Today I challenge you that if you are not already making prayer your practice that you begin to participate more in praying, and develop an active prayer life. Once you do this, you will not be able to exist without spending time with your Father. Prayer will be your life line to God.
God’s Never-Ending Provision
2 Corinthians 9:10-15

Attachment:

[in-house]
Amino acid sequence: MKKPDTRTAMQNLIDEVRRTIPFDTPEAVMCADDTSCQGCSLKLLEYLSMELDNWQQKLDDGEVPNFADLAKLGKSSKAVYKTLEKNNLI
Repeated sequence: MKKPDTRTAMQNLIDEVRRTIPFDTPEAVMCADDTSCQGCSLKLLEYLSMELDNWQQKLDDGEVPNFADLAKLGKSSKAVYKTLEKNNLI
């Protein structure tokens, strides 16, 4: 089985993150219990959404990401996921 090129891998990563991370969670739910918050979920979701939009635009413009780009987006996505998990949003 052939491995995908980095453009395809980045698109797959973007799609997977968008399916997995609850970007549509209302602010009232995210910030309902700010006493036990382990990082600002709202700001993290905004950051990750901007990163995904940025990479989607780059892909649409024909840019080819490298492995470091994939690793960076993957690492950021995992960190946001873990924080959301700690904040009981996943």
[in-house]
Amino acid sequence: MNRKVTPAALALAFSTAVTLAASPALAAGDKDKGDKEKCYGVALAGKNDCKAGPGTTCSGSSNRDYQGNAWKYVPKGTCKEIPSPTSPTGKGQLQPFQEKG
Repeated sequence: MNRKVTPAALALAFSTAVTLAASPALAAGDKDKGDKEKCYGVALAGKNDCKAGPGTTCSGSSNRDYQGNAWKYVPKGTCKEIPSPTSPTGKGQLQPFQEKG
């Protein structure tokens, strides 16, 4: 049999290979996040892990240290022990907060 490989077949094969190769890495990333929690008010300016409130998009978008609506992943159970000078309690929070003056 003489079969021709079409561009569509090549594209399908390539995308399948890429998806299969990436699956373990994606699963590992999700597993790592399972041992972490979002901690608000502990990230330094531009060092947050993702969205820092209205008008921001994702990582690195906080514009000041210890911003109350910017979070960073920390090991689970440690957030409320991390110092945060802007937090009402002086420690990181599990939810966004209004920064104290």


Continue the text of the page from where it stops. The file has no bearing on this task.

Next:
10) “Now he that ministereth (serves, supplies) seed to the sower both minister (serves, supplies) bread for your food, and multiply your seed sown, and increase the fruits of your righteousness (the harvest of your prosperity): 11) Being enriched in everything to all bountifulness (liberality) which causes through us thanksgiving to God. 12) For the administration of this service not only supplieth the want (needs) of the saints, but is abundant (abounding, in full supply) also by many thanksgivings unto God; 13) While by the experiment (proof) of this ministration (ministry) they glorify God for your professed subjection (the obedience of your confession) into the gospel of Christ, and for your liberal distribution (sharing) unto them, and unto all men; 14)and by their prayer for you, which long after you (yearn for you) the exceeding grace of God in you. 15) Thanks be unto God for His unspeakable (indescribable) gift. (KJV)”